It’s been a rough week for the Defense Contract Audit Agency, home to the Pentagon beancounters charged with insuring the goverment doesn’t get robbed blind by military contractors. They are supposed to be doing that, at least. Recently, though, there have been questions about how effective the agency has been in protecting billions in taxpayer dollars from falling prey to waste, fraud, and abuse. On Tuesday, the Commission on Wartime Contracting—which has a former DCAA deputy director as its co-chair—blasted the problem-plagued DCAA, along the Defense Contract Management Agency, for failing to provide adequate oversight. Today, in tandem with a Senate hearing on the DCAA, the Government Accountability Office followed with a report [PDF] that found big time flaws with the agency’s audits and operations. How big? Well, let’s put it this way: Of the 69 audits and cost-related reviews the GAO looked at, it determined that every single one of them had problems— and the majority of them had “serious” ones. The GAO explains the heart of the issue:
A management environment and agency culture that focused on facilitating the award of contracts and an ineffective audit quality assurance structure are at the root of the agencywide audit failures we identified. DCAA’s focus on a production-oriented mission led DCAA management to establish policies, procedures, and training that emphasized performing a large quantity of audits to support contracting decisions and gave inadequate attention to performing quality audits. An ineffective quality assurance structure, whereby DCAA gave passing scores to deficient audits compounded this problem.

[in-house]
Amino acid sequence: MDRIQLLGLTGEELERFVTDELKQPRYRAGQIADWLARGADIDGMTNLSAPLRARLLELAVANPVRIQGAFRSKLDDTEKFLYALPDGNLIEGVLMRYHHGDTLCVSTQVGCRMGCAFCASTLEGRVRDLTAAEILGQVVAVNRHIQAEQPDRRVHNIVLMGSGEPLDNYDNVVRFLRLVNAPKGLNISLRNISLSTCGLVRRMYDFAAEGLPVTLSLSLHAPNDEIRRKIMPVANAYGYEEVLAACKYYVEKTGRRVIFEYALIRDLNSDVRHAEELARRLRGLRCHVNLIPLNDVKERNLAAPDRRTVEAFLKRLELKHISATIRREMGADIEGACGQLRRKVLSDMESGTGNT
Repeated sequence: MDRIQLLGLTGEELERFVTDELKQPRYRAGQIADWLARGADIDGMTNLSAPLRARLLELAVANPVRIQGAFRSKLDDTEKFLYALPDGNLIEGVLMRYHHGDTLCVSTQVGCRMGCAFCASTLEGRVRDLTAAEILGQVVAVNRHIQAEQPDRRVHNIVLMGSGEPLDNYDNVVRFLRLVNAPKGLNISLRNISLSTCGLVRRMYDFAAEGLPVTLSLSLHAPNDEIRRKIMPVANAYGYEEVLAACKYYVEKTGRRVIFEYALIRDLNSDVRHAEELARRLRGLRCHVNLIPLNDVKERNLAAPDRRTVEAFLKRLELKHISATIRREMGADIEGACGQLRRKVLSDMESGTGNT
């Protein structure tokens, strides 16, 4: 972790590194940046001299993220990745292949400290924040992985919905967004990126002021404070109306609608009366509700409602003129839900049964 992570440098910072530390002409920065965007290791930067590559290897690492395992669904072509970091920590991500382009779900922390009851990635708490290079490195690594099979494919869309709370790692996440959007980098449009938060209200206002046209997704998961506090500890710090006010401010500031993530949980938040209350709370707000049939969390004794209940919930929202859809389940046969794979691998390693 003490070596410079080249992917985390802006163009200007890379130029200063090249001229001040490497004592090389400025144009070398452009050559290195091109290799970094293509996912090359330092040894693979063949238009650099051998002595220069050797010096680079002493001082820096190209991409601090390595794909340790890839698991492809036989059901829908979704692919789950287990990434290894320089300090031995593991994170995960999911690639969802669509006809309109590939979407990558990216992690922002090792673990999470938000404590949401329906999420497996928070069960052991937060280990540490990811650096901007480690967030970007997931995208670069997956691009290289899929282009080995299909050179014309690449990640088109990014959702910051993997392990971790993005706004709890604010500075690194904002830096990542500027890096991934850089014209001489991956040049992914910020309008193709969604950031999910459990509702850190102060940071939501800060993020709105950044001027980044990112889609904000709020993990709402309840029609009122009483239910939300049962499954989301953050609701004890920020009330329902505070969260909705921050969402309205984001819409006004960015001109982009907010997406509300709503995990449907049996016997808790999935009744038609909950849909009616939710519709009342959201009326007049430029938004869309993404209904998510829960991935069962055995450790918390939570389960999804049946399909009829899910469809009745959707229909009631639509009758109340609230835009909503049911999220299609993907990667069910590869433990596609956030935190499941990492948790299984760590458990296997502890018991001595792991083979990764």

Flawed audits are just the half of it. An earlier GAO report [PDF], in July 2008, found abusive work environments at two DCAA field offices, including auditors who were threatened with disciplinary action if they refused to change audit findings or draft favorable reports. Today, the Pentagon’s Inspector General, Gordon Heddell, told [PDF] the Senate homeland security committee that an investigation by his office had centered on one senior DCAA official in particular, the deputy director responsible for the agency’s west coast operations. Heddell said his office concluded that she “improperly directed changes” to one audit that “could have allowed Boeing to recover $271 million in unallowable costs.”
In the past, committee member Claire McCaskill (D-Mo.)—a former auditor herself—has demanded changes at the DCAA, saying in 2008 that “somebody needs to be fired this.” The “the top of my head is about to pop off” she tweeted during today’s hearing, remarking on the “unbelievable” problems at the agency. “In the world of auditing,” she said later, “what has been committed here is a capital crime.”
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